This response is what makes--or perhaps made--America great. As
the state government in Sacramento headed by the Deukmejians and
the Wilsons has tightened the screws on its contribution to the
education budget over the past decade, the parents and the community
have recognized that they have a strong and immediate interest
in making sure that the schools remain excellent: my kid cannot
get a good public-school education unless your kid does too.
This is the spirit that amazed Alexis de Tocqueville when he travelled
to America early in the nineteenth century. In France, Tocqueville
wrote, patriotism was a feeling of pride in the power and glory
of the monarch or the state as the symbolic personification of
the country. In America, Tocqueville wrote, "attachment to
country... is more rational... more fruitful and long-lasting."
It springs from everyone's recognition of "the influence
which the well-being of his country has upon his own." Because
your own happiness depends on the well-being of others--your neighbors,
your town, your county, your state, your country--you work to
advance the public interest because it is closely connected to
your own private
interest. Five out of every six parents at the elementary school
contribute to the local Educational Foundation. And because you
have invested your time and energy in the common wealth, it becomes
"in part [your] own work.... [E]veryone... takes an active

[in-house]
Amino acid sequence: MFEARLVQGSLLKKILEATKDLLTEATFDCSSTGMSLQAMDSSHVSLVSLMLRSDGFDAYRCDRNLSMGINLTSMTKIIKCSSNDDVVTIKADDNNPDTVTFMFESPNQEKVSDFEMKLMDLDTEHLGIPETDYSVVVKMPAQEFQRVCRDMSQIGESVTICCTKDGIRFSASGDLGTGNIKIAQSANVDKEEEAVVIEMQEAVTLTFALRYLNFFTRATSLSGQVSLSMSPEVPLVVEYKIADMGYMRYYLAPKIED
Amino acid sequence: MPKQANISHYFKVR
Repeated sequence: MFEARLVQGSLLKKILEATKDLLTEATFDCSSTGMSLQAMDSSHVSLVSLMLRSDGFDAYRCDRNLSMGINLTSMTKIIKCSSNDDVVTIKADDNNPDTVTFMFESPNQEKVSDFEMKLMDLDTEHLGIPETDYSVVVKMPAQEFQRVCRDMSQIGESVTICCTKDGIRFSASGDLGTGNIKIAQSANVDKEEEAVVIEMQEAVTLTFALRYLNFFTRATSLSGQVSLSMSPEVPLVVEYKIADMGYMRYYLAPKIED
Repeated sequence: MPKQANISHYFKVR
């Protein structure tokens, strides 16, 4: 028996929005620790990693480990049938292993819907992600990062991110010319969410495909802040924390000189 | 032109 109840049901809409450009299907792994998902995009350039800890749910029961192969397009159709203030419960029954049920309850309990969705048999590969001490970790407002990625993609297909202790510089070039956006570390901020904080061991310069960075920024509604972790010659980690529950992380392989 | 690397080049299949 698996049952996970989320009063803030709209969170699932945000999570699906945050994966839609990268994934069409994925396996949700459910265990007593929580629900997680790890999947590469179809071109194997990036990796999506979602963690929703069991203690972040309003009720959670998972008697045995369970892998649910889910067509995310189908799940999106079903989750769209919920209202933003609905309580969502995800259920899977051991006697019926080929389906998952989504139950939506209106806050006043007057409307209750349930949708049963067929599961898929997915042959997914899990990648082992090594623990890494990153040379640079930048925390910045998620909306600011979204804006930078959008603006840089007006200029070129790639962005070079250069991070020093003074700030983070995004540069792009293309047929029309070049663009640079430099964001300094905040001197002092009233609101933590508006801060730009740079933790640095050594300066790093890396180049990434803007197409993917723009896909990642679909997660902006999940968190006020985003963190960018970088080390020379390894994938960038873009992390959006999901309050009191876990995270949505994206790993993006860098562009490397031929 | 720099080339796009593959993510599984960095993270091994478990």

part in the government.... [and so] the citizen looks upon the
fortune of the public as his own.... As the American participates
in all that is done in his country, he thinks himself obliged
to defend whatever may be censured in it..."
Yet look beyond the valley in which we live, and this spirit--that
Tocqueville so admired, and that he thought in 1835 would make
America the greatest country on earth--is hard to find. For why
is it that a town's parents must band together and contribute
to the Educational Foundation to top off an inadequate elementary
school budget? In 1969 California was perhaps tenth among states
in dollars spent per pupil; today it is perhaps fortieth.
The per-worker wealth of the nation has grown by twenty-two percent
since 1969; in 1969 there were more than twelve children in primary
and secondary school for every twenty workers, while today there
are barely seven children at school for every twenty workers.
If we spent the same share of our economic resources on primary
and secondary education today as we as a nation spent in 1969,
we would be spending some $7,100 a year per pupil on education.
Instead, in California we spend what? $4,840--a rich state spending